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I have two systems:

  1. Home desktop - Windows 10 PC - no domain (only WORKGROUP) - no homegroup created or joined - manually shared a particular folder with "Everyone"

  2. Work laptop - Windows 7 PC - connected to work domain - no homegroup created or joined - trying to access shared folder from Home desktop

When both the above devices are on the same network (my home wi-fi), I am unable to access the shared folder from #1 on #2 using \home-desktop\shared-folder addressing. I also noticed that I am unable to access \work-laptop on home-desktop.

What am I missing? Do I need to do anything extra?

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  • Add the laptop to WORKGROUP. – DavidPostill Nov 1 '15 at 18:46
  • Adding laptop to WORKGROUP is not an option because it is part of my employer's domain and a device can only be in one domain/workgroup at a time. Replacing pcname with IP works! But it now asks me for domain\username and password. I know the username password, but my desktop does not belong to a "domain". It only belongs to the default workgroup called WORKGROUP. How do I give workgroup name while logging in from my laptop? – shikhanshu Nov 1 '15 at 22:49
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ACCESS SHARED FOLDERS ON PCS IN THE SAME NETWORK

Short Answer Light Detail

You could also configure the desktop SHARE to have AUTHENTICATED USERS change and read permissions, and then set local desktop account to have folder NTFS ACL level permissions with READ and/or MODIFY at that level (the actual folder).

  • A1. From the laptop try mapping or getting to \\pcmname\sharename and if prompts type in pcname\username for the username, and then the password of that account (local desktop account) when prompted. You can replace pcname with the IP address of the machine you're connecting to or authenticating to.

  • A2. You will want to be sure to set the SHARE and NTFS folder permissions as I specified above first. Whatever LOCAL account you grant to the folder (on the desktop) with NTFS permissions, you'll type in IP Address\username and then it's password.

  • A3. The IP address part of the username is going to be that same as the IP address you use when you put it \\IPaddress\sharename that password for that account is the same password you use when you sign onto that PC with that account -- that's why you give it the NTFS permissions as listed above.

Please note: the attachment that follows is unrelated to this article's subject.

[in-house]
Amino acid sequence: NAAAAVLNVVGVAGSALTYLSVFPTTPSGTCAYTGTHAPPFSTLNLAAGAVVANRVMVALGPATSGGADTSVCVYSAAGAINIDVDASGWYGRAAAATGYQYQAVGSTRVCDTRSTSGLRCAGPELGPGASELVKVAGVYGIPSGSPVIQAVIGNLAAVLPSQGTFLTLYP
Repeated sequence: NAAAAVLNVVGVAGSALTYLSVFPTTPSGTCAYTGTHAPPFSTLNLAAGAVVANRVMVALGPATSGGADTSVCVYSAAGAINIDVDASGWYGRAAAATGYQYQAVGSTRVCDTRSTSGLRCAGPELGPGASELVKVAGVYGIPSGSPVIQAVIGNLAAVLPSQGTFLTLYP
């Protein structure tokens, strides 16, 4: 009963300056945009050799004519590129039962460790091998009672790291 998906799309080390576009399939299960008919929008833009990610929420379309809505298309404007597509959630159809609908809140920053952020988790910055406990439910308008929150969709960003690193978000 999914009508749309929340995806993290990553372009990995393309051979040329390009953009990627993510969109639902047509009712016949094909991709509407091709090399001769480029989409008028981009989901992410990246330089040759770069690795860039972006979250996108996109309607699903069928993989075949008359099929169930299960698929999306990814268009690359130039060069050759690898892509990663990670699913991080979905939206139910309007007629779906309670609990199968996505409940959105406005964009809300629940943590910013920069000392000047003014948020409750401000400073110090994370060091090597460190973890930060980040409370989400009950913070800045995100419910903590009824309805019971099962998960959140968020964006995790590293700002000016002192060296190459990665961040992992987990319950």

• A4. I assume you can also try WorkgoupName\username and that password of that account as well. I assume the workgroup accounts are all local accounts on the machines though but start with that.


ADVANCED SETUP FOR WINDOWS SHARE AND NTFS PERMISSIONS

(HELPFUL SCREEN SHOTS AT BOTTOM)

At the folder location you are going to share, follow the below instructions. . .

SETTING UP THE SHARE LEVEL PERMISSIONS

  1. Right-click on the folder -> Select Properties --> Sharing tab -> click Advanced Sharingbutton.
  2. In the Advanced Sharing window, check the Share this folder option, type in the sharename (same as you'll us in the \\pcname\sharename), and then click the Permissions Button
  3. In the Permissions for <Sharename> window, you will want to highlight and then select remove on any accounts or groups already listed, and then you will want to select add and then type in Authenticated Users in the Enter the object names to select and then press Check Name (the entry should resolve and get an underline beneath it), press Ok.
  4. Check both Read and Change options for the highlighted Authenticated Users entry in the Permissions for Authenticated Users section, press Apply and then press Ok, press apply and/or ok all the way out those windows and properties.

SETTING UP THE NTFS LEVEL PERMISSIONS

  1. Right-click on the folder -> Select Properties --> Security tab -> select the Editbutton.
  2. In the Permissions for <Foldername> window, click Add
  3. In the Select Users or Groups window type in the username of the account you're signed on with now, which will be the same you type in when you access remotely, (unless you use some other local or workgroup account), and then press Check Name to make the entry resolve and get an underline beneath it, press Ok.
  4. In the Permissions for <Foldername> window, highlight the account you just added, and then beneath in the Permissions for Authenticated Users section, ensure the Modify permission is selected for that account, then press Apply, press Ok

THE REST

1. See A1., A2., A3, and A4 above for the rest of the steps once you get here.


HELPFUL SHARE LEVEL PERMISSIONS SCREEN PRINTS

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HELPFUL NTFS LEVEL PERMISSIONS SCREEN PRINTS

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    Thanks for such detail! Logging in using pcname\username and ipaddress\username both worked! Thanks a lot for your help. – shikhanshu Nov 2 '15 at 14:27
  • Sorry i am a new user and didn't know how to do that. Is it done now? – shikhanshu Nov 2 '15 at 19:42

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